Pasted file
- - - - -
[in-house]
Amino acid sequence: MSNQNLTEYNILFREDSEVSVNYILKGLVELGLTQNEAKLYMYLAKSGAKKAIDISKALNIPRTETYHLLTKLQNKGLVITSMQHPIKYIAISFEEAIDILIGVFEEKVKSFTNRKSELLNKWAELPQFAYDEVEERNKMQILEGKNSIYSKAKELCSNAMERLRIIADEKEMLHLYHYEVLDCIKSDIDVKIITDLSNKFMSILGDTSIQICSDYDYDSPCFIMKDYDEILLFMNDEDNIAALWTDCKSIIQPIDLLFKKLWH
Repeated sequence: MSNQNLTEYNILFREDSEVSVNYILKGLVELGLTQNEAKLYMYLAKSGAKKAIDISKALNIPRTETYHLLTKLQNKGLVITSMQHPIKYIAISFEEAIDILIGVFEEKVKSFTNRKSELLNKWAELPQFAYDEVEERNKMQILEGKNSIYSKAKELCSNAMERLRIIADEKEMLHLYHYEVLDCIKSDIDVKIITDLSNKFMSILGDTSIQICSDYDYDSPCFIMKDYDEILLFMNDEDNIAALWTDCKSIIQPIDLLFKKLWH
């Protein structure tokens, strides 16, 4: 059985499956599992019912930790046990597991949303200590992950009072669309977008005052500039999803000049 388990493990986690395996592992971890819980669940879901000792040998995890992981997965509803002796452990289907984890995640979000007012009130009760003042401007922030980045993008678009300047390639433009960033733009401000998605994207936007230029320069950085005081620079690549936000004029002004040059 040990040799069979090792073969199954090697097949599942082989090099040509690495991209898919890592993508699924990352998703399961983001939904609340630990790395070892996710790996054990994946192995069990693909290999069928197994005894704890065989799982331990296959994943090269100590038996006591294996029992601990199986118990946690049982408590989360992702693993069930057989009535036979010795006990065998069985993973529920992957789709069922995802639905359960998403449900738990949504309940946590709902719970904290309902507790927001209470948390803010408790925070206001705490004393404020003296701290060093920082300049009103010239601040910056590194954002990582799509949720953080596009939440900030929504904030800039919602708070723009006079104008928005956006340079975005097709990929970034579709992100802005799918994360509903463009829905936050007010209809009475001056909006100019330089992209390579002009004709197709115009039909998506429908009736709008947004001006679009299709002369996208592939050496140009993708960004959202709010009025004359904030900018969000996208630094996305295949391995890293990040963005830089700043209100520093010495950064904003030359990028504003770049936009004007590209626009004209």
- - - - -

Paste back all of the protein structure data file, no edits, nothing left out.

[in-house]
Amino acid sequence: MSNQNLTEYNILFREDSEVSVNYILKGLVELGLTQNEAKLYMYLAKSGAKKAIDISKALNIPRTETYHLLTKLQNKGLVITSMQHPIKYIAISFEEAIDILIGVFEEKVKSFTNRKSELLNKWAELPQFAYDEVEERNKMQILEGKNSIYSKAKELCSNAMERLRIIADEKEMLHLYHYEVLDCIKSDIDVKIITDLSNKFMSILGDTSIQICSDYDYDSPCFIMKDYDEILLFMNDEDNIAALWTDCKSIIQPIDLLFKKLWH
Repeated sequence: MSNQNLTEYNILFREDSEVSVNYILKGLVELGLTQNEAKLYMYLAKSGAKKAIDISKALNIPRTETYHLLTKLQNKGLVITSMQHPIKYIAISFEEAIDILIGVFEEKVKSFTNRKSELLNKWAELPQFAYDEVEERNKMQILEGKNSIYSKAKELCSNAMERLRIIADEKEMLHLYHYEVLDCIKSDIDVKIITDLSNKFMSILGDTSIQICSDYDYDSPCFIMKDYDEILLFMNDEDNIAALWTDCKSIIQPIDLLFKKLWH
């Protein structure tokens, strides 16, 4: 059985499956599992019912930790046990597991949303200590992950009072669309977008005052500039999803000049 388990493990986690395996592992971890819980669940879901000792040998995890992981997965509803002796452990289907984890995640979000007012009130009760003042401007922030980045993008678009300047390639433009960033733009401000998605994207936007230029320069950085005081620079690549936000004029002004040059 040990040799069979090792073969199954090697097949599942082989090099040509690495991209898919890592993508699924990352998703399961983001939904609340630990790395070892996710790996054990994946192995069990693909290999069928197994005894704890065989799982331990296959994943090269100590038996006591294996029992601990199986118990946690049982408590989360992702693993069930057989009535036979010795006990065998069985993973529920992957789709069922995802639905359960998403449900738990949504309940946590709902719970904290309902507790927001209470948390803010408790925070206001705490004393404020003296701290060093920082300049009103010239601040910056590194954002990582799509949720953080596009939440900030929504904030800039919602708070723009006079104008928005956006340079975005097709990929970034579709992100802005799918994360509903463009829905936050007010209809009475001056909006100019330089992209390579002009004709197709115009039909998506429908009736709008947004001006679009299709002369996208592939050496140009993708960004959202709010009025004359904030900018969000996208630094996305295949391995890293990040963005830089700043209100520093010495950064904003030359990028504003770049936009004007590209626009004209």